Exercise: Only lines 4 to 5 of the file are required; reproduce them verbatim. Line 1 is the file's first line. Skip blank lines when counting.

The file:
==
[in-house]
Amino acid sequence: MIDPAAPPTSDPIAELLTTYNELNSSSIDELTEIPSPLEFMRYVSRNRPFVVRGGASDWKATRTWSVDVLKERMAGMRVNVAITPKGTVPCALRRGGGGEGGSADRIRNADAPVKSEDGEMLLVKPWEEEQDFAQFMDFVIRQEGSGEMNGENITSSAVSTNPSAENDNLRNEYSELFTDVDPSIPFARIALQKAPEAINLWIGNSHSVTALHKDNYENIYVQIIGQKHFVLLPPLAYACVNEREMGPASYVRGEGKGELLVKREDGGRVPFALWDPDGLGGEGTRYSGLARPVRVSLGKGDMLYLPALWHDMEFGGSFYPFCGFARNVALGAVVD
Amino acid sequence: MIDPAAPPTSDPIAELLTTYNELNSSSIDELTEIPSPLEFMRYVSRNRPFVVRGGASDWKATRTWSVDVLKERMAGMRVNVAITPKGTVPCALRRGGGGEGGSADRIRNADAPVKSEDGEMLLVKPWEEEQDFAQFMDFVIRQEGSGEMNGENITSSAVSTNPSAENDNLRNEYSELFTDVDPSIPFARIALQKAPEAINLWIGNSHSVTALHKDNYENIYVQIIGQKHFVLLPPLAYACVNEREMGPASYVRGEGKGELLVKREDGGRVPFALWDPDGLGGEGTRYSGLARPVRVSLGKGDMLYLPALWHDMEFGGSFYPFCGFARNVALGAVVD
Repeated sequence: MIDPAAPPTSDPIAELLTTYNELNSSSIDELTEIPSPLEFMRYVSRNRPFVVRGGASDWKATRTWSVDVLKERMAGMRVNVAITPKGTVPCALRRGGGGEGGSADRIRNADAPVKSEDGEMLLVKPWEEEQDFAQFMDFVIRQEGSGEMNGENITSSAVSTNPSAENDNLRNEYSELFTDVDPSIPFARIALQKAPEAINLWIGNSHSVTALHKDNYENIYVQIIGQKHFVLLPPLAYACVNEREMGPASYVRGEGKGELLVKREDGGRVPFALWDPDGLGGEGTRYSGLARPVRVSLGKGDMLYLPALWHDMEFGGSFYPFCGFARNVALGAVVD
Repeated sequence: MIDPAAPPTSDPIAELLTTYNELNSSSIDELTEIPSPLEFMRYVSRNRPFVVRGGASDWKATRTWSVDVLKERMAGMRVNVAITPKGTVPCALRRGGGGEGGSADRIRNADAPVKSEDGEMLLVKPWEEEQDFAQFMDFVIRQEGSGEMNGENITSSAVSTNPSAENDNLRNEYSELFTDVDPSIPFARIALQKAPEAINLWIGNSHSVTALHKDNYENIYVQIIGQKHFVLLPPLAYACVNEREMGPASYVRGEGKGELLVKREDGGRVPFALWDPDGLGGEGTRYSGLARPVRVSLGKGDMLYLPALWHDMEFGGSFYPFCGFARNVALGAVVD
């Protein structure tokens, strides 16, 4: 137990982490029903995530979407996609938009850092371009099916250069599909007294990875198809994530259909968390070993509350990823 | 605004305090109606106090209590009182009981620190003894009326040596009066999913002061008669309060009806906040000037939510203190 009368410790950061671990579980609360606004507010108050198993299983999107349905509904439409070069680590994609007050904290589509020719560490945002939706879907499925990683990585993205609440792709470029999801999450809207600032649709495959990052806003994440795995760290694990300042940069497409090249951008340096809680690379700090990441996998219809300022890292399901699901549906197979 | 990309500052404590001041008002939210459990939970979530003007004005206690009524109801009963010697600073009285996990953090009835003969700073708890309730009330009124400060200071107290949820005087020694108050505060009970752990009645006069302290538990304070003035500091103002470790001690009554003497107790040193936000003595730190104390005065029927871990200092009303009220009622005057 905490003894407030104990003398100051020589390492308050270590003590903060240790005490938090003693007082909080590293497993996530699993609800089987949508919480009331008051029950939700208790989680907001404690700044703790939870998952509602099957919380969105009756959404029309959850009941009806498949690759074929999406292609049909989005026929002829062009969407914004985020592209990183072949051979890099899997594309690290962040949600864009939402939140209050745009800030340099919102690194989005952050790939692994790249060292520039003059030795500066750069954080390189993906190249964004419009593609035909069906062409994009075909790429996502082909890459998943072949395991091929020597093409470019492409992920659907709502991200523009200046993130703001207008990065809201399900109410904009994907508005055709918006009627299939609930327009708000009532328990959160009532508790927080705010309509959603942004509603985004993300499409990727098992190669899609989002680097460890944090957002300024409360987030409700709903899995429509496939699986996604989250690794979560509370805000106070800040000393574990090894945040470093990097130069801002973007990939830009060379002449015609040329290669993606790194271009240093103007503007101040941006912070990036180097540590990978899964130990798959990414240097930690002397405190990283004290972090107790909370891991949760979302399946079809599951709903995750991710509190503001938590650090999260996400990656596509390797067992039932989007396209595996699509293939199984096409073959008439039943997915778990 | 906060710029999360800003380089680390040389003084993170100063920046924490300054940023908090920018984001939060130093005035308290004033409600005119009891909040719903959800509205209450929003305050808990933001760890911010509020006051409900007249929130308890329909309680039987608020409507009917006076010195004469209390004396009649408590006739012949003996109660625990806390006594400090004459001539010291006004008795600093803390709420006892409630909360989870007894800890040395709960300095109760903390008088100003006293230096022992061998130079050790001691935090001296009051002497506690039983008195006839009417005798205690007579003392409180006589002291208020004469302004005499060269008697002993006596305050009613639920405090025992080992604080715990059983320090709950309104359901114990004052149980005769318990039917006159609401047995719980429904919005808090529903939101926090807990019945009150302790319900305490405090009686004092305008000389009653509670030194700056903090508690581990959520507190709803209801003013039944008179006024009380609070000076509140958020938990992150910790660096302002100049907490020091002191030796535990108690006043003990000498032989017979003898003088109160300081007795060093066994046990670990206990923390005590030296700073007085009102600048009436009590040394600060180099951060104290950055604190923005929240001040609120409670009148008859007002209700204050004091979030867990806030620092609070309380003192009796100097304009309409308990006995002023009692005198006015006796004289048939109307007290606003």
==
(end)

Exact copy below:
Repeated sequence: MIDPAAPPTSDPIAELLTTYNELNSSSIDELTEIPSPLEFMRYVSRNRPFVVRGGASDWKATRTWSVDVLKERMAGMRVNVAITPKGTVPCALRRGGGGEGGSADRIRNADAPVKSEDGEMLLVKPWEEEQDFAQFMDFVIRQEGSGEMNGENITSSAVSTNPSAENDNLRNEYSELFTDVDPSIPFARIALQKAPEAINLWIGNSHSVTALHKDNYENIYVQIIGQKHFVLLPPLAYACVNEREMGPASYVRGEGKGELLVKREDGGRVPFALWDPDGLGGEGTRYSGLARPVRVSLGKGDMLYLPALWHDMEFGGSFYPFCGFARNVALGAVVD
Repeated sequence: MIDPAAPPTSDPIAELLTTYNELNSSSIDELTEIPSPLEFMRYVSRNRPFVVRGGASDWKATRTWSVDVLKERMAGMRVNVAITPKGTVPCALRRGGGGEGGSADRIRNADAPVKSEDGEMLLVKPWEEEQDFAQFMDFVIRQEGSGEMNGENITSSAVSTNPSAENDNLRNEYSELFTDVDPSIPFARIALQKAPEAINLWIGNSHSVTALHKDNYENIYVQIIGQKHFVLLPPLAYACVNEREMGPASYVRGEGKGELLVKREDGGRVPFALWDPDGLGGEGTRYSGLARPVRVSLGKGDMLYLPALWHDMEFGGSFYPFCGFARNVALGAVVD